[24:01] This is extraordinary. Even perhaps more extraordinary in the In re Actos litigation in Louisiana is a requirement that the parties agreed to where each side nominated three people as experts to work on a collaborative basis to review non-privileged documents to train the system where those experts were bound by their own terms not to reveal to counseling the case, what their initial judgments were.

[24:38] These are very creative solutions in the space. What is emerging as best practices is a set of commonalities in these protocols that one needs to consider how you see documents, how you sample, how you use iteration, what kind of quality control measures you're going to take both on the front end and the back end and throughout the process. In studying these protocols, it's very useful to your own practice to see what elements make sense to you and your client for using these technologies.

Joe: [25:22] Now that some of these cases are approaching discovery away, discovery was approached in the [indecipherable 0:25:27] research projects, very interesting. What are some of the open issues that remain to be worked out with these new techniques?

Jason: [25:37] I can think of a whole variety of issues that are open terrain. Some are even provocative or controversial to contemplate. The most provocative issue that seemed to be imbedded within these protocols is the sharing or irrelevant documents.

[26:00] I'm on record as supporting a transparent approach in this area because in my view, based on my talks with experts in information retrieval, search algorithms like support vector machines need to have examples that are difficult to discern to optimize the algorithm that's in the black box.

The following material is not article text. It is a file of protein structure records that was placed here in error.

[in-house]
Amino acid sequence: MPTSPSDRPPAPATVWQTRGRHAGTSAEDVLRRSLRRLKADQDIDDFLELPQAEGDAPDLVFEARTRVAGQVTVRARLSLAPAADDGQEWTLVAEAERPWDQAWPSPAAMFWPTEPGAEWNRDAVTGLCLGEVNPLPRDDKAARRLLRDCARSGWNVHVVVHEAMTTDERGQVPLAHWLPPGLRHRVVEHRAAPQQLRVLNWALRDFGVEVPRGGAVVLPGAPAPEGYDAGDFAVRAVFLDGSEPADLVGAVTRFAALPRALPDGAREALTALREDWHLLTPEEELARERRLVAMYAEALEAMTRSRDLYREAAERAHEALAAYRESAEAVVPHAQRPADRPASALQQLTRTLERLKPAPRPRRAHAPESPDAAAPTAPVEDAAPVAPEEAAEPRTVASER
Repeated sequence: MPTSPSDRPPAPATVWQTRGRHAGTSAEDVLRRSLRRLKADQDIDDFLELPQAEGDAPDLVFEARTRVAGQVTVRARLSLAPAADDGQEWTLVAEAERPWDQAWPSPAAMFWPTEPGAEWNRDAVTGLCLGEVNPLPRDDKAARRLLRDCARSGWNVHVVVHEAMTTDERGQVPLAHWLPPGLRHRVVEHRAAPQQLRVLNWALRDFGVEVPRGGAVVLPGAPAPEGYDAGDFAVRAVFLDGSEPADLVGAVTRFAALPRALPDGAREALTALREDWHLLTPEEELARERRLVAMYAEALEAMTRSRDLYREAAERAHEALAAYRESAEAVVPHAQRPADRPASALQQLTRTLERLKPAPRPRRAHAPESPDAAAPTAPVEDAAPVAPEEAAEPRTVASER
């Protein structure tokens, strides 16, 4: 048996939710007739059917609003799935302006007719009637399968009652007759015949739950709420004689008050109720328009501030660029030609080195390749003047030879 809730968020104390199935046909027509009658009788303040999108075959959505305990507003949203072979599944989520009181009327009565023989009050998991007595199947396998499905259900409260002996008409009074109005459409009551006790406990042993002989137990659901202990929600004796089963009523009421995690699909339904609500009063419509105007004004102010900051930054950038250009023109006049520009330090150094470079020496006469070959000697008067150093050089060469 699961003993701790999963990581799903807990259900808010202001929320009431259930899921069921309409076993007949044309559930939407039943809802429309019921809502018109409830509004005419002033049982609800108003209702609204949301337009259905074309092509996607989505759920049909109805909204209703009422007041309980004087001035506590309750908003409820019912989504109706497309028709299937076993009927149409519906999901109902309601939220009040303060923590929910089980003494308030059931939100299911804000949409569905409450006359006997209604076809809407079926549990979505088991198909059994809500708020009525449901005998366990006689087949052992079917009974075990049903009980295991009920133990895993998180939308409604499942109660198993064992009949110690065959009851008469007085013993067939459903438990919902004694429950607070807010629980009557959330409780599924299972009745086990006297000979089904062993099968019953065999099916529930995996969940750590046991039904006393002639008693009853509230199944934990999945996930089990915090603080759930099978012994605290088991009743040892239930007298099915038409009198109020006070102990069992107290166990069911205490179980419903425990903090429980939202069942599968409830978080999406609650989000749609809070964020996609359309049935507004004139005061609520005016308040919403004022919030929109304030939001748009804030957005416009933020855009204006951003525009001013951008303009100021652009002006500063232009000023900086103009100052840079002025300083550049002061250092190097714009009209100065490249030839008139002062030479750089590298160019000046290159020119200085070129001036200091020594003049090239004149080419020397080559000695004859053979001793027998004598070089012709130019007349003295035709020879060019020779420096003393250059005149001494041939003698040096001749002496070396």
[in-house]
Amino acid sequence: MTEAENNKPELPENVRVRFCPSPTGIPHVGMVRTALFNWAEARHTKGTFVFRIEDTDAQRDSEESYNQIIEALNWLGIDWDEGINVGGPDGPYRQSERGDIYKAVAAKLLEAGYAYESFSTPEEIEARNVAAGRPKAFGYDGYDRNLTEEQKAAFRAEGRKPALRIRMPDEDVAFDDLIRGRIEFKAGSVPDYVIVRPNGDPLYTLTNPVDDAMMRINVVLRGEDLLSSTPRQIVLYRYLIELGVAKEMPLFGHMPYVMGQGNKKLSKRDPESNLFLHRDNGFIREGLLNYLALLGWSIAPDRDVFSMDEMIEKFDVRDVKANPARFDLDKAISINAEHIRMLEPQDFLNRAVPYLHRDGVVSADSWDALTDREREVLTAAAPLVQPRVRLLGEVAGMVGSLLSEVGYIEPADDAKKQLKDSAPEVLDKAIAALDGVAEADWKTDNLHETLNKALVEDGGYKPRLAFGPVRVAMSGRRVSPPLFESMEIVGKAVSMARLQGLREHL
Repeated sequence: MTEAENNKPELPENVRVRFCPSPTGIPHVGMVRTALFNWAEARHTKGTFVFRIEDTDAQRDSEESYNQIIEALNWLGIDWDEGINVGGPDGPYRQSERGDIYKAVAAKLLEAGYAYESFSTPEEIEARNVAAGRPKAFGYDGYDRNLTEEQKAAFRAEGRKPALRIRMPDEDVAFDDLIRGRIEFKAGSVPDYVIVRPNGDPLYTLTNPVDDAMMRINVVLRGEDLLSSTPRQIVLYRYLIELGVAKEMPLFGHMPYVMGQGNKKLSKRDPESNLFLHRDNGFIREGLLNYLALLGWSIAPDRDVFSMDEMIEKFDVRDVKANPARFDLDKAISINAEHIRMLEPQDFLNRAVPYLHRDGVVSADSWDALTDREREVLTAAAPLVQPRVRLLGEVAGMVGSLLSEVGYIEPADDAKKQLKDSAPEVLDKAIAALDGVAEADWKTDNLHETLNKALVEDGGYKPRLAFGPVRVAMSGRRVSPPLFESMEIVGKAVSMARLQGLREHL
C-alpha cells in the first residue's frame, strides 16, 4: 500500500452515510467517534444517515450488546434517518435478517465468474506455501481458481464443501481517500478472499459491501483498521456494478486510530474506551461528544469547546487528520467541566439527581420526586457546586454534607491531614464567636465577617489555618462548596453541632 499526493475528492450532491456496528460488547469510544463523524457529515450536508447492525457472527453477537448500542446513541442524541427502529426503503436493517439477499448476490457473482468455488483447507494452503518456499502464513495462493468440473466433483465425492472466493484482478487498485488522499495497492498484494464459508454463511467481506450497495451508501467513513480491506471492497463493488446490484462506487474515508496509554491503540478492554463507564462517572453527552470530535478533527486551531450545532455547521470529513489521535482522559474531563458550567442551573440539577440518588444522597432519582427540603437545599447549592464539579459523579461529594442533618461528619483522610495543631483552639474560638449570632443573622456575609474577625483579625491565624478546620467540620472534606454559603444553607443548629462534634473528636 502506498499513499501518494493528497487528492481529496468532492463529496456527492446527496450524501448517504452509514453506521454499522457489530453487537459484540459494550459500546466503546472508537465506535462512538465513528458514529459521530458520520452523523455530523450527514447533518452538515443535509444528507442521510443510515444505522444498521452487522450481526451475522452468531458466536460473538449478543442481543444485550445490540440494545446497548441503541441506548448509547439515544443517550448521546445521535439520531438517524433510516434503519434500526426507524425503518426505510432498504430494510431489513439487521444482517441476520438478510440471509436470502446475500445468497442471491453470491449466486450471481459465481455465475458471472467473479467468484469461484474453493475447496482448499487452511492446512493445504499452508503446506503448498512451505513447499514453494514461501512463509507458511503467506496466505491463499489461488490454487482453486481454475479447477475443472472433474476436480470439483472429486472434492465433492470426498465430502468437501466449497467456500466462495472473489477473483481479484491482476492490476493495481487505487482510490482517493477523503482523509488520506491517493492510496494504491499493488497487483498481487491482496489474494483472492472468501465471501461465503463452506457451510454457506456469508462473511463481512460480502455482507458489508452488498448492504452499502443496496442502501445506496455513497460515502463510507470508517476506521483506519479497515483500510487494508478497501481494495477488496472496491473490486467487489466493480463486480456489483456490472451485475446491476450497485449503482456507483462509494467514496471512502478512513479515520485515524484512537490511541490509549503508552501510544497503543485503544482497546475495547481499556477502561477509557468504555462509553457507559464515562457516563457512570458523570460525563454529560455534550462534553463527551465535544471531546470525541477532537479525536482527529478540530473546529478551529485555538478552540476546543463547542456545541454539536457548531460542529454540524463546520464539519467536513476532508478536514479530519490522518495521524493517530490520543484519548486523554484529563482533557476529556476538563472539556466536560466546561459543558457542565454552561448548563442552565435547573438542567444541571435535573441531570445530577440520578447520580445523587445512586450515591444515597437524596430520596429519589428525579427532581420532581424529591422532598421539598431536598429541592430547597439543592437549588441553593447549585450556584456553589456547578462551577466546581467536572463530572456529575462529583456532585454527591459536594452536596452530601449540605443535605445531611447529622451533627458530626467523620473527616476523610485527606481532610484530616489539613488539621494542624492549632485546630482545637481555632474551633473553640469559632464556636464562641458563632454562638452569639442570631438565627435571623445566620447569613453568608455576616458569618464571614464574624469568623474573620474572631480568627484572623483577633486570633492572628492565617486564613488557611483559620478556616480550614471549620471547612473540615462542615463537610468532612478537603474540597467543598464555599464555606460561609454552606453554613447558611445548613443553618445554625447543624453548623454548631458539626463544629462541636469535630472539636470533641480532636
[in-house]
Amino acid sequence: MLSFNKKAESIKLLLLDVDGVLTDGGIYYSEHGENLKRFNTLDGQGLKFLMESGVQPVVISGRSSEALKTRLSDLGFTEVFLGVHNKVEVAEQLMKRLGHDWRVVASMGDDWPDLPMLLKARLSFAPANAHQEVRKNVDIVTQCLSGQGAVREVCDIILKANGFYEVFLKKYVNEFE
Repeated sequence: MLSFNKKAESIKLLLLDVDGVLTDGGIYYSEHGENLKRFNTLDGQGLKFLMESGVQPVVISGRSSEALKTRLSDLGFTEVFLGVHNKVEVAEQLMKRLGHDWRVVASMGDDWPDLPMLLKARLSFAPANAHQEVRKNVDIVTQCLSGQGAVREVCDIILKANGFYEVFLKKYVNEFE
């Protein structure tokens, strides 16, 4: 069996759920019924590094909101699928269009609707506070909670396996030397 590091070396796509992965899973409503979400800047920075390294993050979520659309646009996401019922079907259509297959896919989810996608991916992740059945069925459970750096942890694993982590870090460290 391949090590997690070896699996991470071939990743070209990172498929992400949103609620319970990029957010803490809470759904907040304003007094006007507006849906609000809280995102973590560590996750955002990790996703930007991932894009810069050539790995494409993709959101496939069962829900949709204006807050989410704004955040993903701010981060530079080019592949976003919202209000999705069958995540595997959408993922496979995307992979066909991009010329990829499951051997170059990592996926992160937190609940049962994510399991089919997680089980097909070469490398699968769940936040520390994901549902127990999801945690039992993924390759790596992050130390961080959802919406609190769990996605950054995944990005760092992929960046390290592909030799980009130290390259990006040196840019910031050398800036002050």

[26:29] It's not enough just to show cases of clearly relevant documents. You need to show the system irrelevant documents and marginally irrelevant documents that are close to the line that the algorithm is creating in a hyperspace mode.

[26:51] We, as lawyers, need to think about both ourselves and our clients embracing techniques where you're saving cost, but you're having more transparency than previously one would be comfortable with in sharing documents that are non-privileged but irrelevant. The parties in these two litigations that I've talked about have gone about doing that. Judge Peck has blessed it.

[27:21] I was at a conference last week, EDI Summit in Fort Lauderdale where very clear that Judge Peck is fully comfortable with this new approach. That's one issue. There's a second issue about courts setting a bar that's an absolute metric in this area. I've been pretty clear, coming out of the TREC experience, that while you're exactly right, Joe, that there are metrics in this area that are very important for best practices, recall and precision.